I first heard about smarterGerman while putting together this huge list of 130+ resources to study German.
I was immediately intrigued by the video about using Amazon’s Alexa to help you study German. Upon taking a closer look at their Everyday German Course, I was encouraged by the number of lessons and all the components contained within each lesson.
So, in order to write a really in-depth review of the course, I decided to try it out myself.
I’m a complete beginner in German. I probably only knew about ten words before starting the first lesson. I’ve only VERY briefly used Lingodeer to study some of the absolute basics of German.
In total, I spent about 5 or 6 hours working through some of the early lessons of smarterGerman’s Everyday German course (A1-B1). I then spent another couple of hours jumping around to see how the structure of the upper levels compared with the lower ones.
In my experience of trying a ton of language learning resources, I haven’t ever used one quite like smarterGerman. This course is truly unique in its approach to teaching a language.
Some basic info about smarterGerman
Before taking a deep look at what’s contained within each lesson, I think it’d be helpful to give a broader overview of the Everyday German Course.
Throughout the course, there are 54 lessons. Each lesson corresponds with a short chapter of a crime story, “Die Tote Frau im Garten.”
The lessons are designed to take you from a beginner student up to the B1 level. Michael, the creator of sG claims that experienced language learners might be able to reach B1 in 90 days if they invested 3-4 hours daily.
It’s worth noting that this study time only includes the time you spend on the course. You’re highly encouraged to use the accompanying Memrise course. The time you spend studying with other resources, such as Glossika (though I prefer Speechling) or a tutor is also not included in the total study time.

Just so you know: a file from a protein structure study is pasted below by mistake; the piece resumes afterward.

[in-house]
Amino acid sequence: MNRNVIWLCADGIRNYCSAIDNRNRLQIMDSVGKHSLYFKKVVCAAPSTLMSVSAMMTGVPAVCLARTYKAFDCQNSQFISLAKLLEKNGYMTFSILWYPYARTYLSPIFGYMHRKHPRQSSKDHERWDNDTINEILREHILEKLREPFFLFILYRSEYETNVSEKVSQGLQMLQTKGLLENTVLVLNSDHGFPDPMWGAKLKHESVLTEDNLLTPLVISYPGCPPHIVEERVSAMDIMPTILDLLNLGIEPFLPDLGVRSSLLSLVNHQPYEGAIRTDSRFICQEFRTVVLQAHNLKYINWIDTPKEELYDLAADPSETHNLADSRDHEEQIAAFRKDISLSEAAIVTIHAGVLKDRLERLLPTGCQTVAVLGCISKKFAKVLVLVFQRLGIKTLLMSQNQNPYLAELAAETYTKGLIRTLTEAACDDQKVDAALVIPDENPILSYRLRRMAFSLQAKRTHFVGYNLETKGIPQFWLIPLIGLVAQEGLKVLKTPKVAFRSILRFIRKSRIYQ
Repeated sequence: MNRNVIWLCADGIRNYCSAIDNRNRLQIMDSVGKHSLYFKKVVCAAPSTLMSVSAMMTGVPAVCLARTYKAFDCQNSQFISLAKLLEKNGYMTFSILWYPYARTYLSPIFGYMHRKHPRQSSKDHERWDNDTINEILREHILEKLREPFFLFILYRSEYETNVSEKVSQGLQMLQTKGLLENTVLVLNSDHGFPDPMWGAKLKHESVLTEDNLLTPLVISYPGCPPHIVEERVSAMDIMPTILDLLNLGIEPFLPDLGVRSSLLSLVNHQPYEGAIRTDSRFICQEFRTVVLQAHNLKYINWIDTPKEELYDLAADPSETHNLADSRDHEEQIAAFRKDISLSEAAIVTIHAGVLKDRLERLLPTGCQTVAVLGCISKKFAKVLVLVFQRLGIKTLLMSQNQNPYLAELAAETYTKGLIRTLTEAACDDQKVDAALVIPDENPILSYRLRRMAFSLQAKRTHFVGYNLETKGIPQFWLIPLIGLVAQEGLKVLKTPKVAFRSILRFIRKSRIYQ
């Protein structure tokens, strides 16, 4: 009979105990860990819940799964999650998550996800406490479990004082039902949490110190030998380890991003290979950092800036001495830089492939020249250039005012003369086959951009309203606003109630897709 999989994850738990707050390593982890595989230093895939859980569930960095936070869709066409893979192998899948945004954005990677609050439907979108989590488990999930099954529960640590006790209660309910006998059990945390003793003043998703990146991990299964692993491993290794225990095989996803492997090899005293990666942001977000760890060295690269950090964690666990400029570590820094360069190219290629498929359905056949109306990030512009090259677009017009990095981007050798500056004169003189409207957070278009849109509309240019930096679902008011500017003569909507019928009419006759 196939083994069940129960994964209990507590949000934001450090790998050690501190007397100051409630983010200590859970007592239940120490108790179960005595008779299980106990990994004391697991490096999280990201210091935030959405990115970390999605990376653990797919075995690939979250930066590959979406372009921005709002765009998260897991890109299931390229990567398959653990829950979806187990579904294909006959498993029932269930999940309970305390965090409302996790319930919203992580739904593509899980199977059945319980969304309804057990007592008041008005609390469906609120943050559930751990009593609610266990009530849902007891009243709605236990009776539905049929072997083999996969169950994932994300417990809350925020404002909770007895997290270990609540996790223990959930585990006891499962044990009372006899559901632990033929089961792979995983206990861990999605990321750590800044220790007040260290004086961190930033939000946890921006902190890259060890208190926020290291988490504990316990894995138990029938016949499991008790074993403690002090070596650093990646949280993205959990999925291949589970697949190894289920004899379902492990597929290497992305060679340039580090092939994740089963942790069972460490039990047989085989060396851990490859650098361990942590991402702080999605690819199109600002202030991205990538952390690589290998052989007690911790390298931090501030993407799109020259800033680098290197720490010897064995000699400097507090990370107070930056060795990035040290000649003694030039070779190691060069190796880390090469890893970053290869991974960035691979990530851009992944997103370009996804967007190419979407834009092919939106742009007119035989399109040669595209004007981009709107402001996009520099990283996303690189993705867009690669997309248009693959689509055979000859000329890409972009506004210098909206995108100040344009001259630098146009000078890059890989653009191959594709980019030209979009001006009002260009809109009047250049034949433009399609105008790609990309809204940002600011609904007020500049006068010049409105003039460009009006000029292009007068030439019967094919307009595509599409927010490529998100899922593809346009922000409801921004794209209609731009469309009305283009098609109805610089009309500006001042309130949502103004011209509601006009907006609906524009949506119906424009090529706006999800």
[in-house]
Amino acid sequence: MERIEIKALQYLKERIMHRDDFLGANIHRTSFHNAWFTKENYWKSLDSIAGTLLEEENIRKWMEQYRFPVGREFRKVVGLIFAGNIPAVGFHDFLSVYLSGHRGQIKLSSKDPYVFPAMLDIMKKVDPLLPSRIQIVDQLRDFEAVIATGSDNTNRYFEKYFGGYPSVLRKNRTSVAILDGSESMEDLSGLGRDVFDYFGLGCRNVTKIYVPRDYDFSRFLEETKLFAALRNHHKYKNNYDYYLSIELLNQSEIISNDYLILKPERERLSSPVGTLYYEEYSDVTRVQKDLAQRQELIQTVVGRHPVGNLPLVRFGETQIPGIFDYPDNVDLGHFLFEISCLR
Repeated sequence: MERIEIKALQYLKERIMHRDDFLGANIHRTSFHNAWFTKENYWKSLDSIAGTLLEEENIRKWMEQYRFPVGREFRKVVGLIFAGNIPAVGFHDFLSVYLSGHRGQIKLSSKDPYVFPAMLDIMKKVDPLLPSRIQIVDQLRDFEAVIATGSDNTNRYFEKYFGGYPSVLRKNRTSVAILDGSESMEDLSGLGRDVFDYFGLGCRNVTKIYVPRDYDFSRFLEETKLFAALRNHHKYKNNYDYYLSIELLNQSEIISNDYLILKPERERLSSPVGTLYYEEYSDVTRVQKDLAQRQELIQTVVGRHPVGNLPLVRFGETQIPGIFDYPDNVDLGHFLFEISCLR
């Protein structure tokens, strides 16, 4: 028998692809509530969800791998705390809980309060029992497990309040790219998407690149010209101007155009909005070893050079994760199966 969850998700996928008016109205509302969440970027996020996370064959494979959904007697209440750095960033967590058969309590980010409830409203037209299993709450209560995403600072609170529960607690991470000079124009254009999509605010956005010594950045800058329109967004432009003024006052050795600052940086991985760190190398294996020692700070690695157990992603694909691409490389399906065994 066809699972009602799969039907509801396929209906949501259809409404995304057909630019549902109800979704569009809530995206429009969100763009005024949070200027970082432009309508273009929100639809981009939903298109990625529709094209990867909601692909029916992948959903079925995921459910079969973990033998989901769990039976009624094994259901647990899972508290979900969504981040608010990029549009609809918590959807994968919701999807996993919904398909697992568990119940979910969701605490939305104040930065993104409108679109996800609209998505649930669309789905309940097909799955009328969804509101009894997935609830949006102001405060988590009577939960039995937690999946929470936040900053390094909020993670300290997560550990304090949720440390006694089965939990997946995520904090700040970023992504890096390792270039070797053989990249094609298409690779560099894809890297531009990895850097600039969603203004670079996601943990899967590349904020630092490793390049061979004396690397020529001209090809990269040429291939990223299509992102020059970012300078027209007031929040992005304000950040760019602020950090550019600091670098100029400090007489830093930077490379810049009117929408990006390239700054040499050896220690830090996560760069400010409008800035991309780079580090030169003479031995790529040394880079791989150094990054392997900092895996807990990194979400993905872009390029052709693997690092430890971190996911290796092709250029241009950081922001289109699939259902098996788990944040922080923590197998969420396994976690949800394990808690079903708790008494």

Michael claims that a tutor is not really necessary when working with his courses unless one wants to specifically practice for the B1 oral exam. Although it may not be necessary, you would definitely benefit from occasional lessons with a tutor.
While the German government says that 2800 words are needed to reach the B1 level, Michael believes that it can be reached with only 1200 words.
While reaching B1 in 90 days may sound like an extremely ambitious claim, it’s worth noting that it would require a serious amount of effort to do so in that time.
My first impression of smarterGerman
The course was created by Michael Schmitz. It quickly becomes obvious that Michael has a lot of teaching experience – not just in the way that the curriculum is designed but also by looking at his teaching methodology.
It doesn’t take long to see that he has no intention of teaching you every little thing that you find in other courses or grammar books. In most language learning courses, the content is spoonfed to you. For other courses, it’s rare that you really need to logically think through problems and come up with an answer on your own.
If you think about other subjects you studied in school, the teachers that had the most impact were likely to be the ones that pushed you to think and solve problems for yourself. This is how Michael’s course works.
He doesn’t give you a list of vocab words to learn or tables to memorize. Instead, he creates a space for you to learn German. He’s more of a facilitator, there to help you out and explain things when necessary.
This is even evident in the comments section of the course. It’s not uncommon for someone to ask a question and for Michael to respond with a question of his own.
This isn’t the type of course that you can passively sit through and expect to get anything out of. It’s pretty exhausting to work through and requires you to keep pushing yourself forward.
It’s hard, but still very enjoyable.
As an absolute beginner starting out with the course. I quickly felt overwhelmed. I’m sure even if I had studied German before, I’d still have felt overwhelmed. But I felt a bit like I was being thrown right into the deep end.
But, bear with me, this isn’t as bad as it might sound. My initial reaction was just caused by how different Michael’s approach is compared with most language learning resources.
One of the first things you’re asked to do is to read the first chapter of the story as you’ll find it below.